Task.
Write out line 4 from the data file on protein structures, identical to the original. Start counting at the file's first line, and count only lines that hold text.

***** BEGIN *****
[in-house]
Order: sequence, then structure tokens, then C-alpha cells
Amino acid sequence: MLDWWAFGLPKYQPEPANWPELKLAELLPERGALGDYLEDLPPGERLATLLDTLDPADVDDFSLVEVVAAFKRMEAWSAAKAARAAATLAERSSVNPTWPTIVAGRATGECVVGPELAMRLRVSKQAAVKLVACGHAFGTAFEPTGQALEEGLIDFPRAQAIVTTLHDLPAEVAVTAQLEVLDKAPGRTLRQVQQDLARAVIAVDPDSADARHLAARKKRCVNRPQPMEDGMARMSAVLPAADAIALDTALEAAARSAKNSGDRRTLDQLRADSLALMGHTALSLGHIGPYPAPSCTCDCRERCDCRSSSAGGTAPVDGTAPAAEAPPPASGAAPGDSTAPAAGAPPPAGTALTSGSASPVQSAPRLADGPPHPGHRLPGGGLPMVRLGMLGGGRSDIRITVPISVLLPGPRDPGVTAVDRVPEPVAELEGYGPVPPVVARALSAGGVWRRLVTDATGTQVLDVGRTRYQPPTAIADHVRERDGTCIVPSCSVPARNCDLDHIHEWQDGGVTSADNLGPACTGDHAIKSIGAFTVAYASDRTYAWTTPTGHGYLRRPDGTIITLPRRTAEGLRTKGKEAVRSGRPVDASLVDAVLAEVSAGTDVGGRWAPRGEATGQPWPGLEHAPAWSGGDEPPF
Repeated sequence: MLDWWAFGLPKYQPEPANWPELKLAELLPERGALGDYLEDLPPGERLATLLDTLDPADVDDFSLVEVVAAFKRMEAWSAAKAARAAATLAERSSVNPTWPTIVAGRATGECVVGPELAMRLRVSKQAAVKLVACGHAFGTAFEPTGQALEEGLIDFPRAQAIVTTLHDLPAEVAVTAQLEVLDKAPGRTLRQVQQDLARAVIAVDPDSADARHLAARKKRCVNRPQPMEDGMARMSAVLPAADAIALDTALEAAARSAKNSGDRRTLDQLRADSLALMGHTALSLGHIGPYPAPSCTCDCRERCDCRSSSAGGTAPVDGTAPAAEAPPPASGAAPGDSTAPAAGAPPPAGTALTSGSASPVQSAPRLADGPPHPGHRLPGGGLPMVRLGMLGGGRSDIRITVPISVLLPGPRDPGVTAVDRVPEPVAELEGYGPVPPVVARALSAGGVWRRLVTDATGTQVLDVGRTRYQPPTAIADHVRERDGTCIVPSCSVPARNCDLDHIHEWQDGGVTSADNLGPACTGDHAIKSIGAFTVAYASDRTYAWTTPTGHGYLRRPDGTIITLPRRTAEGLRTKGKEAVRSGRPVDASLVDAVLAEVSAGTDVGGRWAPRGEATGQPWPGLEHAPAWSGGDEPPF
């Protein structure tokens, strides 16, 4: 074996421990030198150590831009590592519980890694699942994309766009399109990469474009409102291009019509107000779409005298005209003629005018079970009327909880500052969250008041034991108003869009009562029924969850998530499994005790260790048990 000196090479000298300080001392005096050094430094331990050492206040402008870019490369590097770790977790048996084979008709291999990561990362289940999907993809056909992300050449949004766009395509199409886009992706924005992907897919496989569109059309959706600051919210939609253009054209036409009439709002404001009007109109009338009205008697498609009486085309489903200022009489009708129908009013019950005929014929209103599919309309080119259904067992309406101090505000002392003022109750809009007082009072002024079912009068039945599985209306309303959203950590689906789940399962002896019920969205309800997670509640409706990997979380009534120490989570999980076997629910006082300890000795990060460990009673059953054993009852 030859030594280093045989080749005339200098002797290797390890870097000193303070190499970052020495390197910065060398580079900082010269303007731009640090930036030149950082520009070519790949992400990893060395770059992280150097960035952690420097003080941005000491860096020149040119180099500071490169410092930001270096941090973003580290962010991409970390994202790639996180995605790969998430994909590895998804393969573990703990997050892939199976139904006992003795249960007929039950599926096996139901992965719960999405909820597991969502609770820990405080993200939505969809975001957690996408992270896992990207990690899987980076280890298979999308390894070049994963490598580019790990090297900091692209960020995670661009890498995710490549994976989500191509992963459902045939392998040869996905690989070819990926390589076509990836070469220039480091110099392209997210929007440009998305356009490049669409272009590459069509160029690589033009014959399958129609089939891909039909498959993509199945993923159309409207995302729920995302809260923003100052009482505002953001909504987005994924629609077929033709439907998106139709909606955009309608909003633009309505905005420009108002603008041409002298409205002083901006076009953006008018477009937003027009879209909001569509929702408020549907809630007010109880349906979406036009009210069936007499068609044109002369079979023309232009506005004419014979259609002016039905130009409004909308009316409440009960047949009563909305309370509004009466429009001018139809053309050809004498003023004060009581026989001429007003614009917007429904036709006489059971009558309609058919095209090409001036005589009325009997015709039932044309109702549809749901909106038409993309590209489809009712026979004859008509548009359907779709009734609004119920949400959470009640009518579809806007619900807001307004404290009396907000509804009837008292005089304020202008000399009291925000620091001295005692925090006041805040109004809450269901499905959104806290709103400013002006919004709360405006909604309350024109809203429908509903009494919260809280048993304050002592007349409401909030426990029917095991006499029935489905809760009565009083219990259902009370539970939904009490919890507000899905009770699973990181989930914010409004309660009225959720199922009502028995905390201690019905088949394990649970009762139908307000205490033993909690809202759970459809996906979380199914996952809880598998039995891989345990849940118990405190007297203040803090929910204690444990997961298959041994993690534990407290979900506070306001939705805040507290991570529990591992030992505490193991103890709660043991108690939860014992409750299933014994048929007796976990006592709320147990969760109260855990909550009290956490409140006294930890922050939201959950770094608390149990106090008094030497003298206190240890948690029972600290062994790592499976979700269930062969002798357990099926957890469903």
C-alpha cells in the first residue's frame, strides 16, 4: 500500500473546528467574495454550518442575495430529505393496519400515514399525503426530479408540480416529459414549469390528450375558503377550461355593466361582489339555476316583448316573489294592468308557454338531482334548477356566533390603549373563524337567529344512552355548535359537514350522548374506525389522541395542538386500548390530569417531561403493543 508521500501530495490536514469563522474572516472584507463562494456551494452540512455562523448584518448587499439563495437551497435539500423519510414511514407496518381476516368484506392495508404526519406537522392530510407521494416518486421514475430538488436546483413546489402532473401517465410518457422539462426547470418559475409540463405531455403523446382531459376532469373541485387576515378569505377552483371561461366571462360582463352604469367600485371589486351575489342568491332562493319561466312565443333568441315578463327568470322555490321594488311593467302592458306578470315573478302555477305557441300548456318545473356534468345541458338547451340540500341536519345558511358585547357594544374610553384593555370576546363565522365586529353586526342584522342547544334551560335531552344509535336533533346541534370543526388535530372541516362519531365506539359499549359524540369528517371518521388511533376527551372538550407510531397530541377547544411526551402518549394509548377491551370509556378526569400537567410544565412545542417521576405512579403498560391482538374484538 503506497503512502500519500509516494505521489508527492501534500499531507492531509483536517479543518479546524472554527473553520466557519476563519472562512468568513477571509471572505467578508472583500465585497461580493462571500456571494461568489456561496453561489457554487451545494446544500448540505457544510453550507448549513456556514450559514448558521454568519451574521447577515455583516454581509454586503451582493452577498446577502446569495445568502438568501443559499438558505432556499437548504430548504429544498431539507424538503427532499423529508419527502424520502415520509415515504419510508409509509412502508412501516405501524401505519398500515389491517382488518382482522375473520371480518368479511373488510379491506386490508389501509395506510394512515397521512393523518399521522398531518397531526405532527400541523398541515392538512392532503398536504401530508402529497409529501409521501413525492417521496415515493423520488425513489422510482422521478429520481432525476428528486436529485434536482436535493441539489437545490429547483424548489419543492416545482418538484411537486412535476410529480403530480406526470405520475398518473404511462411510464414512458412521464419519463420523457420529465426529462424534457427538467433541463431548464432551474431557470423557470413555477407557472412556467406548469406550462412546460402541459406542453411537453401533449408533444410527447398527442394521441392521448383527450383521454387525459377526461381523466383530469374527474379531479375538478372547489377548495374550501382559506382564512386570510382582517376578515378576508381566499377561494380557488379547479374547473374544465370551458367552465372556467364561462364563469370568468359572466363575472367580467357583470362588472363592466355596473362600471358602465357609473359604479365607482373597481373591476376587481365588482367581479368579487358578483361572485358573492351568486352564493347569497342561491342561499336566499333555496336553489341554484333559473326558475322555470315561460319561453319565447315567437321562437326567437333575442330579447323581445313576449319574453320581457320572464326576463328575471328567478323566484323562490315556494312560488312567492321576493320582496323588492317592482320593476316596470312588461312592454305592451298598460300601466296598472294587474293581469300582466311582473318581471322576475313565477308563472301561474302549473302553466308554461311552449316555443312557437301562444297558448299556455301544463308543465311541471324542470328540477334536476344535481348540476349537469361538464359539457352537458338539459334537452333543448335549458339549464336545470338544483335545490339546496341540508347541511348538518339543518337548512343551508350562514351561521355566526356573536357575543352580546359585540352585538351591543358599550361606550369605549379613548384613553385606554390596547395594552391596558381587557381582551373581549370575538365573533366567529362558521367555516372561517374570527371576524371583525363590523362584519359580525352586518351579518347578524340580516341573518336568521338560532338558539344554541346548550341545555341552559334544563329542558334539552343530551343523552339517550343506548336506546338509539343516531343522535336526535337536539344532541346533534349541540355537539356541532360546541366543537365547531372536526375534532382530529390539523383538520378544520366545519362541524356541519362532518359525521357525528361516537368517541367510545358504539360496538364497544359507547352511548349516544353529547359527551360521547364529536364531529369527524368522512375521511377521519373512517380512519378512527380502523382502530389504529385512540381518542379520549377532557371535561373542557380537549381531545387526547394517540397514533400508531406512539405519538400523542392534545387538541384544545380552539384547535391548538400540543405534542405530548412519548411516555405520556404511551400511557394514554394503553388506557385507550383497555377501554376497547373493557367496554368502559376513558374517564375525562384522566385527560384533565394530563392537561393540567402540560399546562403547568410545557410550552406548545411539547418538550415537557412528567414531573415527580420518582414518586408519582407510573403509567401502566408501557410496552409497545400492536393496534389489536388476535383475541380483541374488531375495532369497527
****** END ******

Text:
Repeated sequence: MLDWWAFGLPKYQPEPANWPELKLAELLPERGALGDYLEDLPPGERLATLLDTLDPADVDDFSLVEVVAAFKRMEAWSAAKAARAAATLAERSSVNPTWPTIVAGRATGECVVGPELAMRLRVSKQAAVKLVACGHAFGTAFEPTGQALEEGLIDFPRAQAIVTTLHDLPAEVAVTAQLEVLDKAPGRTLRQVQQDLARAVIAVDPDSADARHLAARKKRCVNRPQPMEDGMARMSAVLPAADAIALDTALEAAARSAKNSGDRRTLDQLRADSLALMGHTALSLGHIGPYPAPSCTCDCRERCDCRSSSAGGTAPVDGTAPAAEAPPPASGAAPGDSTAPAAGAPPPAGTALTSGSASPVQSAPRLADGPPHPGHRLPGGGLPMVRLGMLGGGRSDIRITVPISVLLPGPRDPGVTAVDRVPEPVAELEGYGPVPPVVARALSAGGVWRRLVTDATGTQVLDVGRTRYQPPTAIADHVRERDGTCIVPSCSVPARNCDLDHIHEWQDGGVTSADNLGPACTGDHAIKSIGAFTVAYASDRTYAWTTPTGHGYLRRPDGTIITLPRRTAEGLRTKGKEAVRSGRPVDASLVDAVLAEVSAGTDVGGRWAPRGEATGQPWPGLEHAPAWSGGDEPPF